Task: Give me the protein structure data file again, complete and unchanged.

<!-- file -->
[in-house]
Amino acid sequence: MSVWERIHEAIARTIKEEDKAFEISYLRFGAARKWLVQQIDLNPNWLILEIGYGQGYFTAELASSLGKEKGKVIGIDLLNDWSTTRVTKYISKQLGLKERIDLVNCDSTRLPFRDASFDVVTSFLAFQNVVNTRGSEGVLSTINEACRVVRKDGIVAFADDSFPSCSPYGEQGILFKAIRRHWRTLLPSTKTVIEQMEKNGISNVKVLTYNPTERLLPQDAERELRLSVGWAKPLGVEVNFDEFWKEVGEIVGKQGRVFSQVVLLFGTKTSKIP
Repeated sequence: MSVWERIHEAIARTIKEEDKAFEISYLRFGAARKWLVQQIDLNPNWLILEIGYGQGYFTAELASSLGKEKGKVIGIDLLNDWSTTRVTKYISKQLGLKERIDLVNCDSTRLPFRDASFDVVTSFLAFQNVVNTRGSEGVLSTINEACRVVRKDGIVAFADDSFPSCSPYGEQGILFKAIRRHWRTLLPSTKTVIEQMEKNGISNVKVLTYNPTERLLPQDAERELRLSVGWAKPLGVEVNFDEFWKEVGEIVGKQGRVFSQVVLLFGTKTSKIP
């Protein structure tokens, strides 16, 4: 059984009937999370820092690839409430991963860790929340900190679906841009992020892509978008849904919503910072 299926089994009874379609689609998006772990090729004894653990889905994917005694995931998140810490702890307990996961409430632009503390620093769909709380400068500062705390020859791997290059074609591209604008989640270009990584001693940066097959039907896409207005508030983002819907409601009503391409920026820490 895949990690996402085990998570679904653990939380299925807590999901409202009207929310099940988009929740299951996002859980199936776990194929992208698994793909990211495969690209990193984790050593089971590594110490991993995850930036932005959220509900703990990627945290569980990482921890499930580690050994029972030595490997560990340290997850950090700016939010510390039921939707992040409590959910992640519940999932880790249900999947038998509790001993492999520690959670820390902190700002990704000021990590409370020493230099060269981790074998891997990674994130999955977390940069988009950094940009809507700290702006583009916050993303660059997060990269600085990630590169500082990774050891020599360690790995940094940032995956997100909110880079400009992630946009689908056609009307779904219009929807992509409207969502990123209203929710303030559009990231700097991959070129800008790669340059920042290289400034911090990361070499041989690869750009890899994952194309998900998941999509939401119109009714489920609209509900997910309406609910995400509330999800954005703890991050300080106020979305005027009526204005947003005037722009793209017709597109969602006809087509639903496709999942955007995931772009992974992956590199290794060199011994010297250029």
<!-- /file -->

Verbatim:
[in-house]
Amino acid sequence: MSVWERIHEAIARTIKEEDKAFEISYLRFGAARKWLVQQIDLNPNWLILEIGYGQGYFTAELASSLGKEKGKVIGIDLLNDWSTTRVTKYISKQLGLKERIDLVNCDSTRLPFRDASFDVVTSFLAFQNVVNTRGSEGVLSTINEACRVVRKDGIVAFADDSFPSCSPYGEQGILFKAIRRHWRTLLPSTKTVIEQMEKNGISNVKVLTYNPTERLLPQDAERELRLSVGWAKPLGVEVNFDEFWKEVGEIVGKQGRVFSQVVLLFGTKTSKIP
Repeated sequence: MSVWERIHEAIARTIKEEDKAFEISYLRFGAARKWLVQQIDLNPNWLILEIGYGQGYFTAELASSLGKEKGKVIGIDLLNDWSTTRVTKYISKQLGLKERIDLVNCDSTRLPFRDASFDVVTSFLAFQNVVNTRGSEGVLSTINEACRVVRKDGIVAFADDSFPSCSPYGEQGILFKAIRRHWRTLLPSTKTVIEQMEKNGISNVKVLTYNPTERLLPQDAERELRLSVGWAKPLGVEVNFDEFWKEVGEIVGKQGRVFSQVVLLFGTKTSKIP
């Protein structure tokens, strides 16, 4: 059984009937999370820092690839409430991963860790929340900190679906841009992020892509978008849904919503910072 299926089994009874379609689609998006772990090729004894653990889905994917005694995931998140810490702890307990996961409430632009503390620093769909709380400068500062705390020859791997290059074609591209604008989640270009990584001693940066097959039907896409207005508030983002819907409601009503391409920026820490 895949990690996402085990998570679904653990939380299925807590999901409202009207929310099940988009929740299951996002859980199936776990194929992208698994793909990211495969690209990193984790050593089971590594110490991993995850930036932005959220509900703990990627945290569980990482921890499930580690050994029972030595490997560990340290997850950090700016939010510390039921939707992040409590959910992640519940999932880790249900999947038998509790001993492999520690959670820390902190700002990704000021990590409370020493230099060269981790074998891997990674994130999955977390940069988009950094940009809507700290702006583009916050993303660059997060990269600085990630590169500082990774050891020599360690790995940094940032995956997100909110880079400009992630946009689908056609009307779904219009929807992509409207969502990123209203929710303030559009990231700097991959070129800008790669340059920042290289400034911090990361070499041989690869750009890899994952194309998900998941999509939401119109009714489920609209509900997910309406609910995400509330999800954005703890991050300080106020979305005027009526204005947003005037722009793209017709597109969602006809087509639903496709999942955007995931772009992974992956590199290794060199011994010297250029």